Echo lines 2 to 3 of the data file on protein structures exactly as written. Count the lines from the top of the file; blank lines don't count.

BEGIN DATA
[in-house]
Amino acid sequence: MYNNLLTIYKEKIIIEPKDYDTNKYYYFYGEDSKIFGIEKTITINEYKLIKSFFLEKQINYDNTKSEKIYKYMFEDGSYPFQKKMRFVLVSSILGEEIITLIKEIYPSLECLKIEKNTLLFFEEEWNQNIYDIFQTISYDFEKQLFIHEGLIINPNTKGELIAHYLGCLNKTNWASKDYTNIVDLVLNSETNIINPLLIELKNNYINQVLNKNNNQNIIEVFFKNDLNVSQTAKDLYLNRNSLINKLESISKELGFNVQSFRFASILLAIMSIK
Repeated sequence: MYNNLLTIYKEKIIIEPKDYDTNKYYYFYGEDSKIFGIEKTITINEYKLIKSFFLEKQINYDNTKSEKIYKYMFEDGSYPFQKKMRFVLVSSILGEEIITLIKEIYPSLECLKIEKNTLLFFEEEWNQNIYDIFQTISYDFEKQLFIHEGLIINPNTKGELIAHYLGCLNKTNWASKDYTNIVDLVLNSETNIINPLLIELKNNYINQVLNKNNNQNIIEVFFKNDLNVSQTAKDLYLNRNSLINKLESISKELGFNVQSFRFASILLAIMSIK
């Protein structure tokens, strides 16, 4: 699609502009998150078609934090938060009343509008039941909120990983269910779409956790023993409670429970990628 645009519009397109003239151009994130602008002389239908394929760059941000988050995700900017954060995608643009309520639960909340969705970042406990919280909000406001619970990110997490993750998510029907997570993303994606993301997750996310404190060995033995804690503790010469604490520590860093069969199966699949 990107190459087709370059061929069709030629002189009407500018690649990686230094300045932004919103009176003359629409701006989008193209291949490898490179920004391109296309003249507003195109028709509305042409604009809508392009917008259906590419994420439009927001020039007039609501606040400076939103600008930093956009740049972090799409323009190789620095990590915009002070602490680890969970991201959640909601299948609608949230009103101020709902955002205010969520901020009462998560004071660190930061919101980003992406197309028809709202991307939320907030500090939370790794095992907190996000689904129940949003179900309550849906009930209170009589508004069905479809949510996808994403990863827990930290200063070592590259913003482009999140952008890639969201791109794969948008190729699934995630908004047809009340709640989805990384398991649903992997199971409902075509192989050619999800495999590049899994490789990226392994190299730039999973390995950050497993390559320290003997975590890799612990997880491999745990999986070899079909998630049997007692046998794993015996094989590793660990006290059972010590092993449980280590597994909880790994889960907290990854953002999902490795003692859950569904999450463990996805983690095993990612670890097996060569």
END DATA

Amino acid sequence: MYNNLLTIYKEKIIIEPKDYDTNKYYYFYGEDSKIFGIEKTITINEYKLIKSFFLEKQINYDNTKSEKIYKYMFEDGSYPFQKKMRFVLVSSILGEEIITLIKEIYPSLECLKIEKNTLLFFEEEWNQNIYDIFQTISYDFEKQLFIHEGLIINPNTKGELIAHYLGCLNKTNWASKDYTNIVDLVLNSETNIINPLLIELKNNYINQVLNKNNNQNIIEVFFKNDLNVSQTAKDLYLNRNSLINKLESISKELGFNVQSFRFASILLAIMSIK
Repeated sequence: MYNNLLTIYKEKIIIEPKDYDTNKYYYFYGEDSKIFGIEKTITINEYKLIKSFFLEKQINYDNTKSEKIYKYMFEDGSYPFQKKMRFVLVSSILGEEIITLIKEIYPSLECLKIEKNTLLFFEEEWNQNIYDIFQTISYDFEKQLFIHEGLIINPNTKGELIAHYLGCLNKTNWASKDYTNIVDLVLNSETNIINPLLIELKNNYINQVLNKNNNQNIIEVFFKNDLNVSQTAKDLYLNRNSLINKLESISKELGFNVQSFRFASILLAIMSIK